It seems like everyday now, there is news of a new plan to introduce Computer Science classes into public schools somewhere in the world. New York City recently announced that such classes would be in all of its public schools in 10 years’ time. Only a few days later, Australia said that the entire country planned to teach coding starting at Year 5. Related initiatives have also been announced in other places as well including San Francisco, Chicago, and the UK among others.
In his Washington Post article, Coding for kids makes sense — but it’s going to take more than just classrooms to make it work, futurist and blogger Dominic Basulto warns that although he believes that such plans are worthwhile, those tasked with setting up the plans should make sure that they, you know... actually work.
Challenges facing these initiatives are many, Basulto says, including a lack of qualified instructors to teach computer science. In many places, there is no standard certification for teaching the subject, which further complicates the issue. Another problem, he says, is the risk of relying too much on the backing of tech companies, and assuming that “throwing money” at the problem will solve everything, using Mark Zuckerberg’s so far unsuccessful attempt to revitalize Newark Public Schools as an example.
Bianca Gandolfo, Cofounder of Telegraph Academy teaches San Francisco Unified School District teachers in a week-long workshop last summer.
Deviating from the “traditional approach to learning,” with its classroom teachers, homework, etc. is key, Basulto argues, when it comes to teaching coding. Doing so would not only help public schools deal with future disruptions, but would also fall in line with how coding is currently being taught in, “a world of boot camps, flipped classrooms and nanodegrees earned in a space of months, if not weeks.”
Despite the aforementioned, numerous challenges, Basulto does offer some solutions to bringing effective computer science education into schools saying:
“...programs need to think creatively about how they teach programming and to remain adaptable to changing trends within the technology sector. Educators must realize that schools are always at risk of being disrupted as superior digital alternatives emerge. It also means educators must balance on-screen time with on-floor activities to ensure the right mix of experiential learning for kids. You can’t just hand out tablets or smartphones and expect everyone to start programming.”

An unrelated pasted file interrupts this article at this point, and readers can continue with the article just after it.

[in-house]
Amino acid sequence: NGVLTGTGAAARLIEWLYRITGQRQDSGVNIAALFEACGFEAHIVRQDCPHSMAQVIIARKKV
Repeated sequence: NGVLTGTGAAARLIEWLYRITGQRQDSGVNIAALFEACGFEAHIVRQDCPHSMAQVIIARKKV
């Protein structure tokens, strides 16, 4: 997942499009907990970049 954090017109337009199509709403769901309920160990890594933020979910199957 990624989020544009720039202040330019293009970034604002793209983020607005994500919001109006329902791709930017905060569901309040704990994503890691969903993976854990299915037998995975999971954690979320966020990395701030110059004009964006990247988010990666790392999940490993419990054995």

Here at Hack Reactor, we couldn’t agree more.
Like Basulto, we also recognize the need for more qualified teachers in computer science and have helped train instructors through partnering with Telegraph Academy, to help San Francisco United School District teachers to dive deeper into computer science helping them meet the challenges of San Francisco’s own computer science in public schools initiative.
We’ve also collaborated with MissionBit and hackEDU to help more Bay Area high schoolers have access to computer science classes where they otherwise may not have had the opportunity. Mr. Basulto would be particularly happy to see our support of hackEDU, which is a student-led computer science learning initiative.
Everything we do here at Hack Reactor is driven by the idea that knowing the right technologies can only get you so far, and that by teaching students how to tackle practical, real-world situations, they will be better able to reach their goals.
We’ve built our curriculum from scratch based on what our founders thought would be best through constant experimentation and iteration. As the industry continues to evolve, we are evolving with it, constantly updating and improving our curriculum so that students can be confident that they are always being taught at the highest industry standards.
This approach has, and will continue to make school initiatives such as the ones mentioned continue to find success.
From our successful teacher training, results-focused computer science education programs, and constantly evolving curricula, public schools around the world facing the challenges of introducing computer science to their students would benefit immensely from tapping into the expertise and experience of coding bootcamps like Hack Reactor, and we are more than ready to answer the call.